Warters adds that it’s also important to ensure the learning environment is “psychologically safe” for HCPs.
“For a lot of people, the idea of making mistakes and causing harm in a real-life human is mortifying. It’s important to set up a learning environment that both reflects real-life practice but is also safe.
“If you make mistakes, no one’s going to get sued – there are no virtual lawyers with virtual lawsuits looking at malpractice cases. Physicians have free reign to make as many mistakes as they want, with the ultimate goal of learning from them.
“That also encourages experimentation. Doctors might have types of patients that they see every week, where they have a pre-determined idea of how best to treat them. With a safe virtual patient platform, they have the opportunity to try out new things, whether that be a new treatment, a new algorithm, or a new testing protocol.”
Ultimately, the combination of evolving technologies and improved methodologies will work towards better patient outcomes.
“A third of all medical knowledge is outdated every five years, and then every 15 years the body of knowledge doubles,” says Warters. “If you consider the fact that the average working career of a doctor in the US is 36 years, that’s a lot of new insights and new innovations for them to take in over the course of their life.
“We’ve got doctors coming towards the end of their career who went into practice when AIDS/HIV was first becoming a recognised disease, and were literally learning in the field with the patients who were coming in. They needed continuous education and patient simulations to manage that.
“On the other hand, there are going to be so many health challenges that the world will see in the future, and students coming into the field right now are going to need education on them.”
Warters says that COVID-19 is a prime example of this.
“The virtual patient is a great way to disseminate the current best-practice knowledge of a disease state and allow the learner to apply this new knowledge in a risk-free, frictionless environment, so they can learn from what they’re doing, see what mistakes they could potentially make and discover the benefits, pros and cons of each treatment – with the ultimate goal of getting this knowledge into the patient population.”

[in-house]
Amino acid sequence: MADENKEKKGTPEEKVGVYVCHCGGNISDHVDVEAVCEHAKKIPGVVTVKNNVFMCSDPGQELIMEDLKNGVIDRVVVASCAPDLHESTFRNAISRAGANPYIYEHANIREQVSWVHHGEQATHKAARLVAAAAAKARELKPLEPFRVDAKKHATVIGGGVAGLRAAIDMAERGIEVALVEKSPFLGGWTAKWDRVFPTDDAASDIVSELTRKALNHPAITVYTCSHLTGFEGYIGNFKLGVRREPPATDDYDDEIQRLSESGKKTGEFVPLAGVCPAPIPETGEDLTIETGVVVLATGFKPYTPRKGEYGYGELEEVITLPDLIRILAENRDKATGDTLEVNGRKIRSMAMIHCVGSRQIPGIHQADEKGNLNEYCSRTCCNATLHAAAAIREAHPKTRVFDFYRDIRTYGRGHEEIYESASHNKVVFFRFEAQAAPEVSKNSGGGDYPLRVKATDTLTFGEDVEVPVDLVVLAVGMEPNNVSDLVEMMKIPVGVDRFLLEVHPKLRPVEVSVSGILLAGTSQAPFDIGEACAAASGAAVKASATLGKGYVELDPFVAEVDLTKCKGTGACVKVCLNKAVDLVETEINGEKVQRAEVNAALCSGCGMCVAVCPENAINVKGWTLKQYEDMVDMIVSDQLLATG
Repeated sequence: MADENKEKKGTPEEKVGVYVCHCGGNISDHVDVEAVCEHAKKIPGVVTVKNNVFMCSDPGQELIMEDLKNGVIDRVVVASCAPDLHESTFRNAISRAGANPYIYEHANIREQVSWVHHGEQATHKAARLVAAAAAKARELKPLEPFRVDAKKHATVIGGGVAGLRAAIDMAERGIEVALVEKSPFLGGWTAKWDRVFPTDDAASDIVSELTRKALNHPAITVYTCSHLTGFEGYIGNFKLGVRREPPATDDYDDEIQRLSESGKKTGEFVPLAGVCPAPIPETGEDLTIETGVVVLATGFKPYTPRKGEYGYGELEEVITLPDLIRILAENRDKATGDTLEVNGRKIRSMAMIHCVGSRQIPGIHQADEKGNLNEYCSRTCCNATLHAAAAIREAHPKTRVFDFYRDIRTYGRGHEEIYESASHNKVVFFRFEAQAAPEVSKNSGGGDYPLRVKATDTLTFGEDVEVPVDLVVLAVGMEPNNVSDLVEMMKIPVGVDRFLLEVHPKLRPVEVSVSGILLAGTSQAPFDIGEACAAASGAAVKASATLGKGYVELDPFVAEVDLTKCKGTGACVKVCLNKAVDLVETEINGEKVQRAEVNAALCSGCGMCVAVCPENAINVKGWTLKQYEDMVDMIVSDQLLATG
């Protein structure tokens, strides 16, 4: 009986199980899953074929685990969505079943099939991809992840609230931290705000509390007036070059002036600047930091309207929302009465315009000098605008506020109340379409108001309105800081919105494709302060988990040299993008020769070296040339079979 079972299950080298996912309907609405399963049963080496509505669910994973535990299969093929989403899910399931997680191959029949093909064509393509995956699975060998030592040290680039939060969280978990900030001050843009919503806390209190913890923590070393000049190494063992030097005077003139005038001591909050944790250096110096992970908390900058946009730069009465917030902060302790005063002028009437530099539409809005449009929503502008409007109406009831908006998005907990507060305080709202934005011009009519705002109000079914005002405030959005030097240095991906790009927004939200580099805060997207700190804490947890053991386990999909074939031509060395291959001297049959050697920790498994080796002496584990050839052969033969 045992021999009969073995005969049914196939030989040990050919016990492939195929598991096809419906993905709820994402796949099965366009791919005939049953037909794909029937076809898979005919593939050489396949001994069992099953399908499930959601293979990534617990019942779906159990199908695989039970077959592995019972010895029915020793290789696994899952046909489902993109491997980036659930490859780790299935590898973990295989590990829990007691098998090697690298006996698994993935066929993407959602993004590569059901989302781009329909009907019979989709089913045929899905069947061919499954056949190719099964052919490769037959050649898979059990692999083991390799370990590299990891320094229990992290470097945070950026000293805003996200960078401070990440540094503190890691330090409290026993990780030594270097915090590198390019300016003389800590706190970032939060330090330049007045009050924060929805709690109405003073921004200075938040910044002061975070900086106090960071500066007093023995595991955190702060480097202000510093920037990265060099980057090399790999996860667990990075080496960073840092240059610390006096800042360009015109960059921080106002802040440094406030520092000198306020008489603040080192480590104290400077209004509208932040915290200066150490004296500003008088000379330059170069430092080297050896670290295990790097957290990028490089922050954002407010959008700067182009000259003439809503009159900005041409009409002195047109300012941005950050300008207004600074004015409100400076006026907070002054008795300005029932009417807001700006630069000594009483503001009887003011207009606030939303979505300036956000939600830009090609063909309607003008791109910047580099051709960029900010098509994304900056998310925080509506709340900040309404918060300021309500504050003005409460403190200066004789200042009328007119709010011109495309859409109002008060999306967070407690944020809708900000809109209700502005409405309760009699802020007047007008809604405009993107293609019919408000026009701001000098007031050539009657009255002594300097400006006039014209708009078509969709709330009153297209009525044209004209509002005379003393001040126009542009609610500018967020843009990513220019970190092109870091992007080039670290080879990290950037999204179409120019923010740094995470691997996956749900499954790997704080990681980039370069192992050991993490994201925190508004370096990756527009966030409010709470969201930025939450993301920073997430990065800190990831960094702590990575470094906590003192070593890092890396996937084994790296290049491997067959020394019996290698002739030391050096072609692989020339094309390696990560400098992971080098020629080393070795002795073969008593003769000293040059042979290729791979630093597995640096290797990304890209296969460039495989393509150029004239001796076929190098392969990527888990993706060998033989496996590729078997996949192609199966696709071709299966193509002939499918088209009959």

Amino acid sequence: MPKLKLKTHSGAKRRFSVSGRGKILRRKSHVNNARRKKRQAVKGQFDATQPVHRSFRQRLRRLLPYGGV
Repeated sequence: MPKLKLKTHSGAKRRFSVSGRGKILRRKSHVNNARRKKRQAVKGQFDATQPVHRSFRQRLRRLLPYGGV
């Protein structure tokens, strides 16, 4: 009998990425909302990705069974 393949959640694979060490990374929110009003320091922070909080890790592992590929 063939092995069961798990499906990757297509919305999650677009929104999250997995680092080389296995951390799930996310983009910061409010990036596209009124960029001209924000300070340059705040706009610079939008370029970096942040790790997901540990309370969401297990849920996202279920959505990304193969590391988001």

Martin Warters is the director of learner experience at Medscape. He has over 15 years’ experience creating simulations, having worked previously in the fields of Aviation and the Energy Industry. For the last nine years he has been working in the realm of Virtual Patient Simulation, spearheading the design of MedSims. Martin has a background in Educational Technology, Serious Games, and XR. His role at Medscape is dedicated to the development and advocacy of innovations and solutions within the field of emerging and immersive technologies for healthcare professional education. Martin’s area of expertise is in the educational design and theory in the design of Virtual Patients.
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George Underwood is a senior member of the pharmaphorum editorial team, having previously worked at PharmaTimes and prior to this at Pharmafocus. He is a trained journalist, with a degree from Bournemouth University and current specialisms that include R&D, digital and M&A.